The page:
This episode showed various characters having what can only be described as a full-blown existential crisis. Chris Alston, after the suicide of his partner Danny, mused about his place in the world and how he wasn’t going to let The Deuce swallow him up, Gene Goldman had sex with another man and answered questions about his sexuality and duality, Vince went to visit his father and the pimps were wondering aloud how they could take back what they thought was there’s.

There was no louder voice than CC’s tonight. Spurned, rejected, exploited himself, he was forced ‘sell’ Lori to the mob. But he wasn’t going to go quietly. He went to Bobby and Frankie’s massage parlour and demanded a cut of the profits from the yet-to-be-released Red Hot. They refused. He began to get angry, goading Bobby until the angry Irishman plunged a knife into his sternum.

CC had no place in the world anymore. What place the others occupy is a matter for discussion – who is exploiting who, how deep are the layers of corruption, and can anyone really escape The Deuce?

Paul Hirons








REVIEW: The Deuce (S2 E7/9)

The one uniting theme throughout this second series of The Deuce – that oh-so Dickensian slice of urban drama from David Simon and George Pelecanos – is the way the characters have been kicking back against the NYC district, only for the pull of the place, the lifestyle and the ingrained DNA to kick back even harder. We’ve seen it all throughout the series – from Vince, Candy and Lori, to Larry, Paul and Ashley. They’ve all wanted to leave, or better themselves, but either the place, someone else or something inside them keeps them there.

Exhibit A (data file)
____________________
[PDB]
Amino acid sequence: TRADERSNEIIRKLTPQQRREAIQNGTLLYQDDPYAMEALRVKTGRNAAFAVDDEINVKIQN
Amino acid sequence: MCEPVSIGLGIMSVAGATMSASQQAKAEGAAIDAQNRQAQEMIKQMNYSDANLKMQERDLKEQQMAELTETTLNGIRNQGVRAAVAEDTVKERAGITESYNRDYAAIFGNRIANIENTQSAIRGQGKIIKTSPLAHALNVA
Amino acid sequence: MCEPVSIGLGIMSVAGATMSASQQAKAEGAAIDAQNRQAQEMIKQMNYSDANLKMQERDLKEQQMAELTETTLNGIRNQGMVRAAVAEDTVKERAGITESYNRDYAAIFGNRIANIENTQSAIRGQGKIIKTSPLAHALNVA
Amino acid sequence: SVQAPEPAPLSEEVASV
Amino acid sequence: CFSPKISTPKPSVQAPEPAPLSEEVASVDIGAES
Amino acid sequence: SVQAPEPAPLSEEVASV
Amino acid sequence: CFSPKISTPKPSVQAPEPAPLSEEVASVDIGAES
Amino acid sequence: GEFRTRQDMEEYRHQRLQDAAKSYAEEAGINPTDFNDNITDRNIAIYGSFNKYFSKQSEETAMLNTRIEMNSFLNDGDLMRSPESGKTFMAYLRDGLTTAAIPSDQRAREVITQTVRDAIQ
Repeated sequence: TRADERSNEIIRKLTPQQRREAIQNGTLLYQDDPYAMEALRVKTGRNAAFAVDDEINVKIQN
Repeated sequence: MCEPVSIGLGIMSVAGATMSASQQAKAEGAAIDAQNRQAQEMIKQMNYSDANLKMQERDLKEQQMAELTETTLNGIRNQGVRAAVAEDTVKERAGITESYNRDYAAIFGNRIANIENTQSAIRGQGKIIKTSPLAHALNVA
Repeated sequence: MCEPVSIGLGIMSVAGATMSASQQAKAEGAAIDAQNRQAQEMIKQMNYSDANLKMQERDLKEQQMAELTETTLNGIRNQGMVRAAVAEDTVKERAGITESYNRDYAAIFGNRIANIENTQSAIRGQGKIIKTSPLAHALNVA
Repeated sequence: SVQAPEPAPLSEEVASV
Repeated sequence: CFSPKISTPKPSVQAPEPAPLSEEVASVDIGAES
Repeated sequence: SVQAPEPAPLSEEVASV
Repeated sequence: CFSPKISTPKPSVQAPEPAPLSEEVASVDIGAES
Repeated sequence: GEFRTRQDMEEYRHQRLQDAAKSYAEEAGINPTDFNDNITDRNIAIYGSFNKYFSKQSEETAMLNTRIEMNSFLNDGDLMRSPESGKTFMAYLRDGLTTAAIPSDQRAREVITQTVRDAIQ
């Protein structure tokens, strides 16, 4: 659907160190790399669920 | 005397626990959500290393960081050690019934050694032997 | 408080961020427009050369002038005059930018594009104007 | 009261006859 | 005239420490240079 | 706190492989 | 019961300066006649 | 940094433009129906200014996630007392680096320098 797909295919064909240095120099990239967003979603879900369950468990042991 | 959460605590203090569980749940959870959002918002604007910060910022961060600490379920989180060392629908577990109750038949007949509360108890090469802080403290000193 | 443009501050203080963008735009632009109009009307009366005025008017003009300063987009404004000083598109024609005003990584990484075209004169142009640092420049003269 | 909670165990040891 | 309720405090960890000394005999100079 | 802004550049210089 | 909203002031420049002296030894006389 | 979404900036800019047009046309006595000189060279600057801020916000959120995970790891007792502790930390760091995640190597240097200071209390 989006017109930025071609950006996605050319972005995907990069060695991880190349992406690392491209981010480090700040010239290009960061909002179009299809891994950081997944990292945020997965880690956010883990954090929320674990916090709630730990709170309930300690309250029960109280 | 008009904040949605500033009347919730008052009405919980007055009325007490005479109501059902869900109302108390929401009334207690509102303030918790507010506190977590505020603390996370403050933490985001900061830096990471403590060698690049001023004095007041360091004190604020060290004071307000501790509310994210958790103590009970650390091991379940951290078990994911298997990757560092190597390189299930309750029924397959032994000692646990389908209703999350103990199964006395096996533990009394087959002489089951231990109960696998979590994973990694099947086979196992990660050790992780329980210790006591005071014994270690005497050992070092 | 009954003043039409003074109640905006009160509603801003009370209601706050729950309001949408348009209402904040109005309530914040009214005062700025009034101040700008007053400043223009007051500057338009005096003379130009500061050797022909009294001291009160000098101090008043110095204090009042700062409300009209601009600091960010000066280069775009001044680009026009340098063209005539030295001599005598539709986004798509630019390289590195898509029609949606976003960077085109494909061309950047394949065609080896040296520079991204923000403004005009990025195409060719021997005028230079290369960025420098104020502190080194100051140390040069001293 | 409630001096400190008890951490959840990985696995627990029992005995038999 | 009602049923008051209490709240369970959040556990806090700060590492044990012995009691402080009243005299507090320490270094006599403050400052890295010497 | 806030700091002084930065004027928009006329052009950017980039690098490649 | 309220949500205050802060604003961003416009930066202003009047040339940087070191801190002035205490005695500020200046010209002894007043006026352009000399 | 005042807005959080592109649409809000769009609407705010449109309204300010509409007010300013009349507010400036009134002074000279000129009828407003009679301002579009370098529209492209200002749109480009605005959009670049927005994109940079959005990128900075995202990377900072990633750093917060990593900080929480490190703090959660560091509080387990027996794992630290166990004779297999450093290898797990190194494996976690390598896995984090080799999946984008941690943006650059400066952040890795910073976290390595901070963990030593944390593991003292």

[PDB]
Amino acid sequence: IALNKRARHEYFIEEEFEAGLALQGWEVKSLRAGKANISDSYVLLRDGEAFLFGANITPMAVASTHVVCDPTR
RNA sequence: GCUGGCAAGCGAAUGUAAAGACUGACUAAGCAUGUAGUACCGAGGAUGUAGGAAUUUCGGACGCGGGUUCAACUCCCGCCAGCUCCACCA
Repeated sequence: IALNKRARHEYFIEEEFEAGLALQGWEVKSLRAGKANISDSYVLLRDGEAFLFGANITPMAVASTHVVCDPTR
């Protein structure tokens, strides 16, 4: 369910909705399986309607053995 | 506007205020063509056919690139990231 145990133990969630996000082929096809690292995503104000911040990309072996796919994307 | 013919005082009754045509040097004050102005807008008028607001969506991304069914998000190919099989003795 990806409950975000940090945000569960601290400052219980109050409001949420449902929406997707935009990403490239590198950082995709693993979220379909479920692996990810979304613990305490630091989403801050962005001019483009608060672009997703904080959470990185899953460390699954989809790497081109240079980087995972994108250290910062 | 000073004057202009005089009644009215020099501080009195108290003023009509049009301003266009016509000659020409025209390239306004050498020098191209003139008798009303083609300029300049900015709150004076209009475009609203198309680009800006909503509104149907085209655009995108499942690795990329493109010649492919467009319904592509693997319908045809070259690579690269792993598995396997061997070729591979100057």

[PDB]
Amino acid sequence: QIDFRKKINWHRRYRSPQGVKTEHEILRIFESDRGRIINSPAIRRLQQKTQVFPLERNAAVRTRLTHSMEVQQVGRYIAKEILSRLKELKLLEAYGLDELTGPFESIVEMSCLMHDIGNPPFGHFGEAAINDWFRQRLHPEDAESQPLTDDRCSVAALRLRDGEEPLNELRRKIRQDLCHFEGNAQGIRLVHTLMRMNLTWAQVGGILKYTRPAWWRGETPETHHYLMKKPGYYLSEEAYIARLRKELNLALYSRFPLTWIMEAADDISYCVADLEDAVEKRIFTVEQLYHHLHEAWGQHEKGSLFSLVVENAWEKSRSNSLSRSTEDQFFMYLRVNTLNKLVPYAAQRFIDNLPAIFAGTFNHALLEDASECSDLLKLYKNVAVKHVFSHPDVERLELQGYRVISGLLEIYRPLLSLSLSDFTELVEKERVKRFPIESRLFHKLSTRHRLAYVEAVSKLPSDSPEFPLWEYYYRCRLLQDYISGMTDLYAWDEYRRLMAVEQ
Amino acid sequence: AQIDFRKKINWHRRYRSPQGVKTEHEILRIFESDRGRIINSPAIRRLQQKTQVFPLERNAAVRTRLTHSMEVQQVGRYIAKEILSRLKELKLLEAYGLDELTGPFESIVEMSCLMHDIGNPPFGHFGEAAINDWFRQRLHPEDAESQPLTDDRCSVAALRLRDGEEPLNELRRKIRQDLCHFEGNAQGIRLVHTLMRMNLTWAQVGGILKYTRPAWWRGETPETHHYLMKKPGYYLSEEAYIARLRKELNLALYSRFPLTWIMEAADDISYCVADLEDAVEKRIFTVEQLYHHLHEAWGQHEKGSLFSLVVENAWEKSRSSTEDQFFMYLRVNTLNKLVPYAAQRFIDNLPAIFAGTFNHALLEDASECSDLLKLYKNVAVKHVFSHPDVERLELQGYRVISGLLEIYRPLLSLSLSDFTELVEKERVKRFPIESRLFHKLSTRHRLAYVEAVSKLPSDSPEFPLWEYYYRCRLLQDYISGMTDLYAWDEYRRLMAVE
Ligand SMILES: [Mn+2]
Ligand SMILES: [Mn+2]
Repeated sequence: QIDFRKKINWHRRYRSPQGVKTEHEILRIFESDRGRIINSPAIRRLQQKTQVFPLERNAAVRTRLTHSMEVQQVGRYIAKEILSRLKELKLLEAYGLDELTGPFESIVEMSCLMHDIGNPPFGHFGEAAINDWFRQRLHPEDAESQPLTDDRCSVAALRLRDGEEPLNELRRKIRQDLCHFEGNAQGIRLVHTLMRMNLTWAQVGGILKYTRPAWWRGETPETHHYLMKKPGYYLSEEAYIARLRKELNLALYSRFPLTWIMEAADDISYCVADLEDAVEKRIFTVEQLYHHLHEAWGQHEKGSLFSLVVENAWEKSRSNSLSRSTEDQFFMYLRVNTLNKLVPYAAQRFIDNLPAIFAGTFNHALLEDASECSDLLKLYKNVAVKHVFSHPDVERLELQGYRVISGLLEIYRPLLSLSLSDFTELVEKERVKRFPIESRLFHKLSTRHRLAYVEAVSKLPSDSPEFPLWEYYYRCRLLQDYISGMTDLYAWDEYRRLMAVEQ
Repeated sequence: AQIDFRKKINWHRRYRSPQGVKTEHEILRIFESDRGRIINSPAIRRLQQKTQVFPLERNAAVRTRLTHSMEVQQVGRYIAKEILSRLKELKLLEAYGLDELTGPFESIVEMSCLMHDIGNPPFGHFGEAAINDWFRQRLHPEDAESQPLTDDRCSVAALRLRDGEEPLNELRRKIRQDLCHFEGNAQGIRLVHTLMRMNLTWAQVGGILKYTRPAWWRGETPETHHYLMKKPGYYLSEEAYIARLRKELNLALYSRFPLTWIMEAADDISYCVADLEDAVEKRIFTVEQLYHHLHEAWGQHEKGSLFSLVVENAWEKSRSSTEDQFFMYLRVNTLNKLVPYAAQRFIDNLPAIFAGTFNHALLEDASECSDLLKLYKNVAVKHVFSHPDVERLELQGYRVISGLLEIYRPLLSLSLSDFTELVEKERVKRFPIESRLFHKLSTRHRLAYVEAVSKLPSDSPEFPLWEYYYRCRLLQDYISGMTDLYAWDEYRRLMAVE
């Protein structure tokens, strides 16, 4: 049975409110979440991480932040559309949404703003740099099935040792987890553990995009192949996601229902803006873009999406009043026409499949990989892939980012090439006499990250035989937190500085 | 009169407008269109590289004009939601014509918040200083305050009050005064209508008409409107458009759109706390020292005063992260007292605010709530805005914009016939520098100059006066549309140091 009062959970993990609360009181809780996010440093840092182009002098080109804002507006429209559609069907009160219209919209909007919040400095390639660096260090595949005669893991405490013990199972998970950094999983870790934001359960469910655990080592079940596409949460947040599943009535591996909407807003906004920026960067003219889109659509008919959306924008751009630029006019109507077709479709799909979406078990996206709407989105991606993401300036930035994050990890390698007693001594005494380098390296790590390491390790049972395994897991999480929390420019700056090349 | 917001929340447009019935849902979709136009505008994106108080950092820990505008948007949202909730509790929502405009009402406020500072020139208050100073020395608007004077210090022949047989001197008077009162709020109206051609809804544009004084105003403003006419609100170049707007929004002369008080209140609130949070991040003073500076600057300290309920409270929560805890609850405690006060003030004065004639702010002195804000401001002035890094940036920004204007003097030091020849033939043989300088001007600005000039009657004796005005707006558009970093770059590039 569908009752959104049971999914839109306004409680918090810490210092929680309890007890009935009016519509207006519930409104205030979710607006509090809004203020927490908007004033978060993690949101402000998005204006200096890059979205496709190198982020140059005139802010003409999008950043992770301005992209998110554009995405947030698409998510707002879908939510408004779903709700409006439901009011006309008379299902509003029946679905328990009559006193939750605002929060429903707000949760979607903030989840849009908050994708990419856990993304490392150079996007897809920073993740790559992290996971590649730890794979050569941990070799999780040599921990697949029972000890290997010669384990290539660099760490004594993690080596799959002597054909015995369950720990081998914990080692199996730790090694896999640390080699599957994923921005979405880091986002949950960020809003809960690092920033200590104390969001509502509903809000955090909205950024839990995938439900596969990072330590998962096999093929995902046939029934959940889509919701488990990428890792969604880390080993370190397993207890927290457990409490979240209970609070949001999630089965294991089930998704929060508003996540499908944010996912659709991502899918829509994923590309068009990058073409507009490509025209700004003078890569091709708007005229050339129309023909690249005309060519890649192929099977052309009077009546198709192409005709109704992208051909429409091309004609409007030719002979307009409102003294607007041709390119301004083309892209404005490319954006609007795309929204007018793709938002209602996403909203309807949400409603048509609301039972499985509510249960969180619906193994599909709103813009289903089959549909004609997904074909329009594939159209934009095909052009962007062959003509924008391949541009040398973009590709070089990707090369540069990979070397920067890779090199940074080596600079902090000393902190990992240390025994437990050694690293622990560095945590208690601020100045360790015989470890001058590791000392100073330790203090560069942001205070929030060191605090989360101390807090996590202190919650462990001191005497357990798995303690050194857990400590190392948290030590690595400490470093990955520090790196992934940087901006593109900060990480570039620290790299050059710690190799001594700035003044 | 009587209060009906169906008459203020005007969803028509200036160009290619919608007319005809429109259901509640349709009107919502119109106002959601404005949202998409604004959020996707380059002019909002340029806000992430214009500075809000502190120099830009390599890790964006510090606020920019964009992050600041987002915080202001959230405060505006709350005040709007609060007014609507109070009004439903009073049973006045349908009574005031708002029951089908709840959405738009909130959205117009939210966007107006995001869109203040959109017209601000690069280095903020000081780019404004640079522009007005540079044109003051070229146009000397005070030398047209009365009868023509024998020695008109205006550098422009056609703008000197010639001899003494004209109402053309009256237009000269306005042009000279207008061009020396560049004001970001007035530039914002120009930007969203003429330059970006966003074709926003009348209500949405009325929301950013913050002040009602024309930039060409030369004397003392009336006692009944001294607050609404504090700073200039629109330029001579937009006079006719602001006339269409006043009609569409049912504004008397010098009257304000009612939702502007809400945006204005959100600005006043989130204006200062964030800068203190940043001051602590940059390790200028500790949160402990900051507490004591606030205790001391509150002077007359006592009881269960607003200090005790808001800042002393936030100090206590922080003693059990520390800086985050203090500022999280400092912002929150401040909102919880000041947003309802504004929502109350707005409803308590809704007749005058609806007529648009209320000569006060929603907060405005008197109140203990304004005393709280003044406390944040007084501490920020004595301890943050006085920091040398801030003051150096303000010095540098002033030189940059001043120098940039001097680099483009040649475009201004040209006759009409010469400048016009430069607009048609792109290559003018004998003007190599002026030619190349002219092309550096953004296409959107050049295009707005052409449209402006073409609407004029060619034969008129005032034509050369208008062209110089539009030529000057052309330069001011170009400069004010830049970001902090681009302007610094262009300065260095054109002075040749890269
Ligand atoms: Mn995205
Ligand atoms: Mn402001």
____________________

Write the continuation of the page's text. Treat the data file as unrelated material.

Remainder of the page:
As the character with almost the most screen time in a large ensemble cast, Vince has been feeling this push and pull the most in recent episodes. In tonight’s penultimate series installment (or at least I think it is… there seems to be some confusion over whether there are eight or nine episodes in this series), Vince takes matters into his own hands. His mobster bosses – Rudy and Tommy – offer him the chance to manage a new bar that they’ve bought near the UN headquarters, but Vince – tired, tired, tired – will only do it if he can give up the massage parlours. His bosses tell him it’s a “take it or take it” offer and there would be consequences if he didn’t accept.

So he takes off. Takes off with a bag of coke and drives off into the country, into verdant Vermont. Why? It’s never really explained and I don’t think Vince even knew why – he was feeling trapped, at the end of his tether and just wanted to drive… anywhere. Anywhere out of the city.

It was a curious detour. One that shouldn’t have fitted in with the rest of the series, but the lush pastures, the sun and clean fresh air almost had the same effect on us as it had on Vince. And yet the menace of The Deuce still followed him – because of the threats he faced back home, you half expected something to happen or go wrong, even though he was far away from harm. And, of course, he had the time of his life. He fiound himself in a pub in a student town, and then found himself behind the bar helping out the friendly owner. It reminded him what he was good at – mixing drinks, holding court and being a people person. When he stayed over at the barman’s home and met his family, he saw a way out and a life outside of the strife, possibly for the first time.